Liam Fee murder: Accused were concerned over his development

Nyomi Fee and her civil partner, Rachel Trelfa, have been accused of murdering toddler Liam Fee. Picture: Contributed
Nyomi Fee and her civil partner, Rachel Trelfa, have been accused of murdering toddler Liam Fee. Picture: Contributed
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A woman accused of murdering toddler Liam Fee has told her trial of concerns she had over changes in the two-year-old’s development.

Nyomi Fee, 28, said she found it “upsetting” to see the boy “harm” himself and not know what could be done to stop it.

Fee is on trial for a sixth week at the High Court in Livingston alongside her civil partner Rachel Trelfa, or Fee, who is 31.

Both Fee and Trelfa – Liam’s mother – deny murdering the toddler, who died at a house in Fife on 22 March, 2014, and falsely blaming his death on another boy.

The pair, originally from Ryton, Tyne and Wear, also pleaded not guilty to a string of allegations of wilfully ill-treating and neglecting two young boys over a period of more than two years.

Fee is the first witness to give evidence for the defence after the Crown closed the prosecution case on Friday.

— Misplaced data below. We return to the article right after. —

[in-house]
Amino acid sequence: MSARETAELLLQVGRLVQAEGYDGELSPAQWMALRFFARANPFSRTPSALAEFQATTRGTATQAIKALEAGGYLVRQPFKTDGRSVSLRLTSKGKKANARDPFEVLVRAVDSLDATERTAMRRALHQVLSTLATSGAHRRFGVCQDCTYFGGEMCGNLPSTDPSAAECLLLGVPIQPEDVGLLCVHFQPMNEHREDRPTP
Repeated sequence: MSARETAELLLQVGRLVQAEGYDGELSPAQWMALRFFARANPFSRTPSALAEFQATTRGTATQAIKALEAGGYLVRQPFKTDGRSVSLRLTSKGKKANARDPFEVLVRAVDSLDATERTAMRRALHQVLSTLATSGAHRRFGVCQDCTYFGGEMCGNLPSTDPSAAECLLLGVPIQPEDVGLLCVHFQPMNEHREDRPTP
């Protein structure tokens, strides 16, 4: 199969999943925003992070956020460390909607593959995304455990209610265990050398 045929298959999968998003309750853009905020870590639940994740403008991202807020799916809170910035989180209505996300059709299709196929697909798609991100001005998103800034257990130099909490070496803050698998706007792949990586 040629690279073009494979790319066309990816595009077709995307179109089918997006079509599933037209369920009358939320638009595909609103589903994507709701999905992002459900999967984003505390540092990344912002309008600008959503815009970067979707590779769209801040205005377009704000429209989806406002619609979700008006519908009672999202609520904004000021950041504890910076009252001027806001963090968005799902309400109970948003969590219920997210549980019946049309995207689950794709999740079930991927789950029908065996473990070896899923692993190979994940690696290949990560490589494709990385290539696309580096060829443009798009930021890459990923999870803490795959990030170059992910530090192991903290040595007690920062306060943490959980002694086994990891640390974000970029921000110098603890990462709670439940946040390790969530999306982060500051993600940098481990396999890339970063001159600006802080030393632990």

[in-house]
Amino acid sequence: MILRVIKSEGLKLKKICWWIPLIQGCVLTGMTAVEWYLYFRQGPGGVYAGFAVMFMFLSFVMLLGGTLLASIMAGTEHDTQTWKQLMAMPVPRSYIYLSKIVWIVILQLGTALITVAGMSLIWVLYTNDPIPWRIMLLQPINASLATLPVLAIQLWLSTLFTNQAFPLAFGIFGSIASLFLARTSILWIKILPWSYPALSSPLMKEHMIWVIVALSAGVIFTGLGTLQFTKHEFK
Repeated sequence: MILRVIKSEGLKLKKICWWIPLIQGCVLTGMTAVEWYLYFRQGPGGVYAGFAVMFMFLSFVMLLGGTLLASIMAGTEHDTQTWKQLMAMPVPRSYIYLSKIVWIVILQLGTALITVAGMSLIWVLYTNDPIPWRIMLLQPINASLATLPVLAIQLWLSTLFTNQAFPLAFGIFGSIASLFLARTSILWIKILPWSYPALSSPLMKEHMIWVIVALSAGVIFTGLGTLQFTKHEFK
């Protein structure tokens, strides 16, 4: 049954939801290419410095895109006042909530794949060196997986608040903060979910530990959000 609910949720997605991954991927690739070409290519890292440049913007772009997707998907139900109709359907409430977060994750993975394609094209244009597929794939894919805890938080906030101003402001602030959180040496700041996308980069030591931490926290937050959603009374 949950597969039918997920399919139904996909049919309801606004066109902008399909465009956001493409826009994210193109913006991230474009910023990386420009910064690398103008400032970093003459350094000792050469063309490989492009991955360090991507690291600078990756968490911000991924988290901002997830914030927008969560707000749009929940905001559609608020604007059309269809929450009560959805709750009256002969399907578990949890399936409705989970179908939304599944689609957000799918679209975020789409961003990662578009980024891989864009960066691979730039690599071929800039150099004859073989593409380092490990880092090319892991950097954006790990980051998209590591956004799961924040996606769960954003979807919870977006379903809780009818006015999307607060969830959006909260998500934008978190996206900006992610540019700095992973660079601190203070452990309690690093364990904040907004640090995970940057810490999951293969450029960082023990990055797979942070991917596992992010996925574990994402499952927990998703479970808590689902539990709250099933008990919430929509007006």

During questioning by her defence QC Mark Stewart on the 25th day of the trial, she covered various topics including the development of Liam.

He was born in August 2011. The court heard how, by July 2012, Liam went to a childminder and his behaviour was “fine” at that stage.

But later on that year, Fee said the couple began to have concerns about behaviour in a boy they looked after, who was acting in a sexualised way towards Liam. As that progressed, she said she began to notice changes in Liam’s behaviour, including that he would pinch and bite himself.

Fee told how she voiced her concerns about the toddler’s behaviour to staff at the nursery which Liam had gone on to attend.

“Did you know as a matter of fact that there was something wrong with Liam?” asked Mr Stewart.

“No, I just had concerns,” said Fee. “He had changed. It was like he wasn’t the same ­little boy.

“Liam would freak out if it wasn’t me that went into the room first. He wouldn’t accept anyone coming in. He would bite his fingers, scratch himself, just get very distressed.”

Fee said she had started to raise concerns with various professionals about Liam’s behaviour around January or February 2013 and would raise the possibility that the child had autism.

“It was very upsetting to see Liam self-harming and not know why it is and what we could do to stop it,” she said.

By the time Liam left nursery in June 2013, his behaviour had continued to deteriorate, the court heard.

“It was getting progressively worse,” Fee told the court.

The trial continues.